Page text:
The former Conservative Prime Minister John Major famously left his comprehensive school, Rutlish, in London with three O-Levels: history, English language and English literature.
In November last year, he lamented the “shocking” domination in Britain of those who were educated at public schools.
“In every single sphere of British influence, the upper echelons of power in 2013 are held overwhelmingly by the privately educated or the affluent middle class.
“To me, from my background, I find that truly shocking.”
Although Major did actually achieve three further O-Levels (in maths, economics, and, rather bafflingly, the British Constitution) after leaving school, it is still unusual for a political leader to have a poor academic record. Let’s look at how our current party leaders fared at school:
We don’t know exactly what marks the PM received in his O-Levels, but we do know the Eton-educated Cameron is a chillaxer by some accounts. Although he did sit 12 O-Levels – quite a high number even by today’s standards – he described his results as “not very good”. And although he passed them all, his pre-sixth form academic record has been described as “average”.
His biographers Francis Elliott and James Hanning quote a fellow Etonian, recalling: “We were convinced there would never be an Etonian prime minister again. I certainly didn’t think Dave would have a go at it. His only acting roles at school were as a serving-man and as a girl. He was never outrageously extrovert – just quietly popular.”
One of his teachers, John Clark, is also quoted: “He didn’t draw attention to himself. He wasn’t effusive or loud… [he was] very much a late developer academically”.
However, things looked up when he sat his A-Levels, achieving three As at A-level, in history, history of art and economics with politics. Shame the UK’s triple A credit rating slipped for the first time since the Seventies under his leadership…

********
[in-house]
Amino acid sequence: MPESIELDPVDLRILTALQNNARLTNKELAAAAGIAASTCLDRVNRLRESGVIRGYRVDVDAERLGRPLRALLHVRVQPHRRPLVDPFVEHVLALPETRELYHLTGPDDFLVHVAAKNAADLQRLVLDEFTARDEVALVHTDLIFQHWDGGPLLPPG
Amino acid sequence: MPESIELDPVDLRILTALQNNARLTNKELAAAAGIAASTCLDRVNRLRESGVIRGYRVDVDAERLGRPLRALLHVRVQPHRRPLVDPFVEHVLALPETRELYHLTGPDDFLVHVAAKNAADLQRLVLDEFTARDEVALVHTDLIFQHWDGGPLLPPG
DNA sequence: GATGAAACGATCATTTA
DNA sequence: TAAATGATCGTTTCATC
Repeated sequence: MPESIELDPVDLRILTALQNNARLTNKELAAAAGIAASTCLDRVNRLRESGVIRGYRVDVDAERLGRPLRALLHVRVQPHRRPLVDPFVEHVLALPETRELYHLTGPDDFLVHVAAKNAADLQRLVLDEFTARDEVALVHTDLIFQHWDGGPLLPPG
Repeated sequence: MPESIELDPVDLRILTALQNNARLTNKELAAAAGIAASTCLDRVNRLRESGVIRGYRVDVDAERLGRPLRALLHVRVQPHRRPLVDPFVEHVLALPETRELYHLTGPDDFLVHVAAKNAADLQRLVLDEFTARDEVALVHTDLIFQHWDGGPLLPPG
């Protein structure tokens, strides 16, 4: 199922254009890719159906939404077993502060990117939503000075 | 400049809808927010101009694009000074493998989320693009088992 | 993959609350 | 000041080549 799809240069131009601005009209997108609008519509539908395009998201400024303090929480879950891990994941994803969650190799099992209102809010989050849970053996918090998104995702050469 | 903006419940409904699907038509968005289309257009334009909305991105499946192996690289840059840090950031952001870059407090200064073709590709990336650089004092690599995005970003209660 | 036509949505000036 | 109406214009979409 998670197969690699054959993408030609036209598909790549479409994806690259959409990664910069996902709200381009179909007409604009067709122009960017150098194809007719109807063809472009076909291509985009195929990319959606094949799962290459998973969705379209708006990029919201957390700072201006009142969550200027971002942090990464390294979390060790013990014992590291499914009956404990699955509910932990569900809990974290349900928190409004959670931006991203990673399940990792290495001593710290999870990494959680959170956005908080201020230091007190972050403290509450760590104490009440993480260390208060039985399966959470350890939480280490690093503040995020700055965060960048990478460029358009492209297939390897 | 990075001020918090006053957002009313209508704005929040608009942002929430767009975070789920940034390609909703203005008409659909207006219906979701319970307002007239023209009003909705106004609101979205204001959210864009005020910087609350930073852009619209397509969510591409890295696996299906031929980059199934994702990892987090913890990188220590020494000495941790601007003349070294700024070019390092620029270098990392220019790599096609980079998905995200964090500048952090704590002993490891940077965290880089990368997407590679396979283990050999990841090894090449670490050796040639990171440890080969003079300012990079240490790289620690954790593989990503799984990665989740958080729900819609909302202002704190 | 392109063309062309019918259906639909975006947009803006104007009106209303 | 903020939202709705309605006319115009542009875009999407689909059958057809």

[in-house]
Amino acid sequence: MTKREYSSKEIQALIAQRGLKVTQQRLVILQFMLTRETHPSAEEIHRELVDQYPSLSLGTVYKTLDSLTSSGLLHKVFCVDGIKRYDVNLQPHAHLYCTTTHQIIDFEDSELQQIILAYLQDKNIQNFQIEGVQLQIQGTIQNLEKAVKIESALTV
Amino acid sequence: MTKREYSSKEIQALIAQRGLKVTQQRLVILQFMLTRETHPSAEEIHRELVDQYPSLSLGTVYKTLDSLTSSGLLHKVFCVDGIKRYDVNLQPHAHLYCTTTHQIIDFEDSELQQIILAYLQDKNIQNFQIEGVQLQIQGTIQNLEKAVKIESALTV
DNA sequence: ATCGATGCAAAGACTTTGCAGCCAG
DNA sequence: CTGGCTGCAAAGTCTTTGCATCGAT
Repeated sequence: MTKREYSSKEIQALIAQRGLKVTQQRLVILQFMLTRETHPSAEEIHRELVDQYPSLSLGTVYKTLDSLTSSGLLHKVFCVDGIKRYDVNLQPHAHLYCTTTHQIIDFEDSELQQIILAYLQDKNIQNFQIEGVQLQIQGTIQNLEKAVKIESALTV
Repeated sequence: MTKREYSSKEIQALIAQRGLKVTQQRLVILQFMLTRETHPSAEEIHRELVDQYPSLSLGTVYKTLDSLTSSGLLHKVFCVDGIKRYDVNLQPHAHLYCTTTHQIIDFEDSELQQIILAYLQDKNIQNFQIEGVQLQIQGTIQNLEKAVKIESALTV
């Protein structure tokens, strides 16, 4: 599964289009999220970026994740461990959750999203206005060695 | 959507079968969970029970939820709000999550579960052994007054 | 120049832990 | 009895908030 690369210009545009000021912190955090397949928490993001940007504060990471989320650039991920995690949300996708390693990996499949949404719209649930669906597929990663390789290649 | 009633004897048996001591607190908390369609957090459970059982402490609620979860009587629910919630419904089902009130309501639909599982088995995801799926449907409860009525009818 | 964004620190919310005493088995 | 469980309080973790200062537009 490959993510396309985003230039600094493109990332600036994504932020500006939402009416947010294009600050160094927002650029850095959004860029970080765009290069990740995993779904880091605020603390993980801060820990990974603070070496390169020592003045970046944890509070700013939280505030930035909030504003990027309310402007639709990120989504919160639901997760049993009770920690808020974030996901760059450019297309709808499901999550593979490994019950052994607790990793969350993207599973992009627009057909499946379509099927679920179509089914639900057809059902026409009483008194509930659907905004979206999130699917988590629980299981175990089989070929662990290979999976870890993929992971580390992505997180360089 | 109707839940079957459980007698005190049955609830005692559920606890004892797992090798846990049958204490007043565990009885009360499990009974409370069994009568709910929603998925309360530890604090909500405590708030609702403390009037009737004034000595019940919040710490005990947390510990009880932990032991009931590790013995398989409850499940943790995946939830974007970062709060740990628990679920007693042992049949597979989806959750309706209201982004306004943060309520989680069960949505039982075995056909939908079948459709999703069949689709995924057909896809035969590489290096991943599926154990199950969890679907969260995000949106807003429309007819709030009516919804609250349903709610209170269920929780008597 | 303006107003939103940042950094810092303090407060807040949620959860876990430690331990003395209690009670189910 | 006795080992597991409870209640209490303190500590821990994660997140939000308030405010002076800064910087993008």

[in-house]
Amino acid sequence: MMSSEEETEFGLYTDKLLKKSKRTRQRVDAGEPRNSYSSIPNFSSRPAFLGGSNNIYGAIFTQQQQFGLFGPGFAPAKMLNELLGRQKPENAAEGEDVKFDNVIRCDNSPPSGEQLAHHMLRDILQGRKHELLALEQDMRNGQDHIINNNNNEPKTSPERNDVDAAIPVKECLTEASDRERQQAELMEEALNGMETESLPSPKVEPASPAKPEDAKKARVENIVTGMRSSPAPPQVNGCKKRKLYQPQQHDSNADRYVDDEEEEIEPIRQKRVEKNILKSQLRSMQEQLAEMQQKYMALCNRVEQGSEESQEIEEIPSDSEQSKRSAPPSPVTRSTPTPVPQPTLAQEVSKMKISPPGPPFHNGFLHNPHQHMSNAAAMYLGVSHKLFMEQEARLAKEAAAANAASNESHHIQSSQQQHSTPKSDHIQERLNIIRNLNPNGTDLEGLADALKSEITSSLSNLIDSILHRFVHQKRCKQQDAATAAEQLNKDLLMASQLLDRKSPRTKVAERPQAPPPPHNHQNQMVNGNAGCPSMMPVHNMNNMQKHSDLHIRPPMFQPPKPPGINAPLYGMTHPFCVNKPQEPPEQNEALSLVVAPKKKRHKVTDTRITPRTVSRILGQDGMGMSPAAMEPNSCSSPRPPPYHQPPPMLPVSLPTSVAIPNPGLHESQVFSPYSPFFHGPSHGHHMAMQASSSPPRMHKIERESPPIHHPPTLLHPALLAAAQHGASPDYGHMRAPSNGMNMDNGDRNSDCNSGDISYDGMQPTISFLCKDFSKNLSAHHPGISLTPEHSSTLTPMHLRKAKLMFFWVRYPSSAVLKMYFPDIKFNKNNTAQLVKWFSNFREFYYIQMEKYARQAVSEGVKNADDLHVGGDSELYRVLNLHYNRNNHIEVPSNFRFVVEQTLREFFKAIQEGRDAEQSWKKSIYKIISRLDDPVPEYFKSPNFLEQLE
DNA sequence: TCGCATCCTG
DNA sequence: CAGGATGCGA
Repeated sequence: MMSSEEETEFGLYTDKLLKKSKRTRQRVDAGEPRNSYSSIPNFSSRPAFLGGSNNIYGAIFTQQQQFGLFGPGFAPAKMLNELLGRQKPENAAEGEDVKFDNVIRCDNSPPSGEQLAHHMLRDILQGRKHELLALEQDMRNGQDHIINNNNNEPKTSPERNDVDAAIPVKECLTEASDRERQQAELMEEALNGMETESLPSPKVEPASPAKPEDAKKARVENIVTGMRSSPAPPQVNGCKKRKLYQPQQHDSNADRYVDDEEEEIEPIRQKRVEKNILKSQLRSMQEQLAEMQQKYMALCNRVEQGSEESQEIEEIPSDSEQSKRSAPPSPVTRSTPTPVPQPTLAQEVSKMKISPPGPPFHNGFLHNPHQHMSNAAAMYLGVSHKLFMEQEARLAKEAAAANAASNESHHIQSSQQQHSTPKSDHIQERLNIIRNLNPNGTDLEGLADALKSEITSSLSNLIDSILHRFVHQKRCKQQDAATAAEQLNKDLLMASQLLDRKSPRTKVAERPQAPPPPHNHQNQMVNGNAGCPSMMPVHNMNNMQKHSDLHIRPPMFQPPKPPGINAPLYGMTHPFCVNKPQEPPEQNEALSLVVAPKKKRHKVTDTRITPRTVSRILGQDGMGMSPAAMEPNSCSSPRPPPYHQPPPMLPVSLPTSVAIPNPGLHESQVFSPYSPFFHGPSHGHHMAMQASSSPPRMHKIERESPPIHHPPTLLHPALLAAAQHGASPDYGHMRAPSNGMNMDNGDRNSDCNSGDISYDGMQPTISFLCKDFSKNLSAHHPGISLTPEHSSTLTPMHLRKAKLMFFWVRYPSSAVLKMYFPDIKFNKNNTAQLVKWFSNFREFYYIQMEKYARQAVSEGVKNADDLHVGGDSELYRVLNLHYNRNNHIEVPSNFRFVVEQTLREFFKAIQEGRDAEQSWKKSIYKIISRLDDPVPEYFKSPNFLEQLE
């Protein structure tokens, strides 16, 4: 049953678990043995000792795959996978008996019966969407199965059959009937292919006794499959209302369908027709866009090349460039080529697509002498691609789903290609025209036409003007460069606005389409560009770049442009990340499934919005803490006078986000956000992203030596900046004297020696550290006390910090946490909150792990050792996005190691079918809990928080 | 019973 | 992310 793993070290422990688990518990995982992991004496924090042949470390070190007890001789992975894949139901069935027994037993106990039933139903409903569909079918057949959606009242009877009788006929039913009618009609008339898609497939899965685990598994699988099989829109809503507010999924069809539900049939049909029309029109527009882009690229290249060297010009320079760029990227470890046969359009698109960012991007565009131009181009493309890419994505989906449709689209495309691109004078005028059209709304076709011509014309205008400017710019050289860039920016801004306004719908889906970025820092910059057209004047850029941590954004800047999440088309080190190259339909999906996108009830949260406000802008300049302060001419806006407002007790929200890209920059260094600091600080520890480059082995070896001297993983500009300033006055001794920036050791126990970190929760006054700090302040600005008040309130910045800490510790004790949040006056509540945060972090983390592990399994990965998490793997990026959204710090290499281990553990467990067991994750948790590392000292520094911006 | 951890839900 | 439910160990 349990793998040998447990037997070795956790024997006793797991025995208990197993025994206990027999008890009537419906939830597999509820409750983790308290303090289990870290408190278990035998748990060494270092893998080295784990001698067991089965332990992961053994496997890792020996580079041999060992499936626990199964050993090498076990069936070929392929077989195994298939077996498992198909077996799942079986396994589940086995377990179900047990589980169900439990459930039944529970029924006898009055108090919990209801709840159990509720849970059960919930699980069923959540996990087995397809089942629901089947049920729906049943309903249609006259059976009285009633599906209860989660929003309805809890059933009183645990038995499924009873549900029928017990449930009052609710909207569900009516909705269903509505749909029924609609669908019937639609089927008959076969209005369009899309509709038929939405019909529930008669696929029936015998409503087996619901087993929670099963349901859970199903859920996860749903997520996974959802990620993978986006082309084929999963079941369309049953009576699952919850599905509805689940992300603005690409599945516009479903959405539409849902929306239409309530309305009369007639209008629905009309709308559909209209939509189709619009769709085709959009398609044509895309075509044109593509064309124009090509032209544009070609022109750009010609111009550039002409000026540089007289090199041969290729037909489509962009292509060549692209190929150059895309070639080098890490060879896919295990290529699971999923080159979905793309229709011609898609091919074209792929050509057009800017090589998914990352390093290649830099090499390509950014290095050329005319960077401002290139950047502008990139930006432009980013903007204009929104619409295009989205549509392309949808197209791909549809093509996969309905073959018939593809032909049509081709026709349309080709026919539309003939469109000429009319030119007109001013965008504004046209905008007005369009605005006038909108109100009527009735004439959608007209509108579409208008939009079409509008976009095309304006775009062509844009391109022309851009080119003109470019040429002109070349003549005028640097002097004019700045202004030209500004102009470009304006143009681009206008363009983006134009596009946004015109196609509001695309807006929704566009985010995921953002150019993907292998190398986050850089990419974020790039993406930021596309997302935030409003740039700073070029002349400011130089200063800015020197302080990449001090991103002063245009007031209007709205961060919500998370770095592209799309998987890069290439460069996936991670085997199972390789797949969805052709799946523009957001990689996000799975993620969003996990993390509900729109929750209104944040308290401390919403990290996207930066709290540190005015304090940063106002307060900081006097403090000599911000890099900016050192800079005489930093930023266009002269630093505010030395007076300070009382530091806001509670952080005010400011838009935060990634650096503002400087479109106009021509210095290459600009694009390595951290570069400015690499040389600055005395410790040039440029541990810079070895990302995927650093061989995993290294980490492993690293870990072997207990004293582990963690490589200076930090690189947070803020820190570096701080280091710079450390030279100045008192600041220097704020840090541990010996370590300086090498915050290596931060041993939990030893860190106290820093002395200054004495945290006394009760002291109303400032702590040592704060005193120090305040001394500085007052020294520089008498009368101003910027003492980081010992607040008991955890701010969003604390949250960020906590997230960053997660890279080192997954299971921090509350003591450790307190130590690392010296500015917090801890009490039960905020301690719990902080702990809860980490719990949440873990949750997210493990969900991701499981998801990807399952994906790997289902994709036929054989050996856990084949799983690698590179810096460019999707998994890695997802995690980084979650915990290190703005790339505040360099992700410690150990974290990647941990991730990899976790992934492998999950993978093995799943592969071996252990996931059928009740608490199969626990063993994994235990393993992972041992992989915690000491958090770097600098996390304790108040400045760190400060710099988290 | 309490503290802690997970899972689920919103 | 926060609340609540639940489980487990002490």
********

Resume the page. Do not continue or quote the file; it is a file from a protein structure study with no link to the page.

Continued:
According to a quick sweep through Google, the Labour leader’s O-Levels aren’t common knowledge, though he did pass them. However, he scooped four pretty good A-Levels – AABB in maths, English, further maths and physics. He beat his brother David, who got BBBD in his A-Levels.
Both Milibands attended Haverstock School in north London, a state school that has been labelled by the Mail as the “Eton for lefties”:
“… Mr Miliband is hardly a typical comprehensive pupil; and Haverstock, at the time, was not exactly a typical comprehensive school.
“He is a product of the Labour aristocracy. His old school has been mischievously dubbed ‘Labour’s Eton’ – a finishing school for future Labour politicians.
“Apart from Ed’s elder brother, David, alumni include the former New Labour MP Oona King, Tom Bentley (a special adviser to Australia’s Labour prime minister Julia Gillard) and the author Zoe Heller (who described her mother as a glamorous Labour activist with ‘Stalinist inclinations’.)
“Nor was Haverstock Hill in the middle of a sink estate. Its catchment area included the middle-class Hampstead intelligentsia.”
However, the Observer journalist Andrew Anthony, who attended the school, wrote of it in 2012:
“It amuses me now to see the place snipingly referred to as "Labour's Eton". For although it's true that in the 70s the school contained a significant minority of children from the Hampstead and Primrose Hill intelligentsia, violence was rife in and out of the classroom, police were regularly called to the school gates to quell mass fights, and the ethos was embarrassingly unacademic.”
In Mehdi Hasan and James Macintyre’s biography of Ed, they quote the head of English at Haverstock, Nikki Haydon, who recalls a large and distinct “middle-class contingency” in the school. They also quote a contemporary of the Labour leader during his schooldays:
“Ed used to hang around with the geek crowd.”
The wisecrack goes: Nick Clegg failed his biology A-Level – he couldn’t find a backbone.
This cannot be confirmed.
The journalist Harry Mount, who was at school with the Lib Dem leader, wrote this about how he was as a student:
“Nick Clegg wasn’t one of the more intelligent boys when he was at Westminster School from 1980 to 1985.
“The clever pupils at Westminster — one of the best, and most expensive, schools in the country, costing £32,490 a year — were ‘accelerated’. That meant they did O-levels after two, as opposed to three, years.
“Clegg, one of the less bright sparks, was selected for the three-year option. Still, that didn’t stop him making it into Robinson College, Cambridge, in 1986”.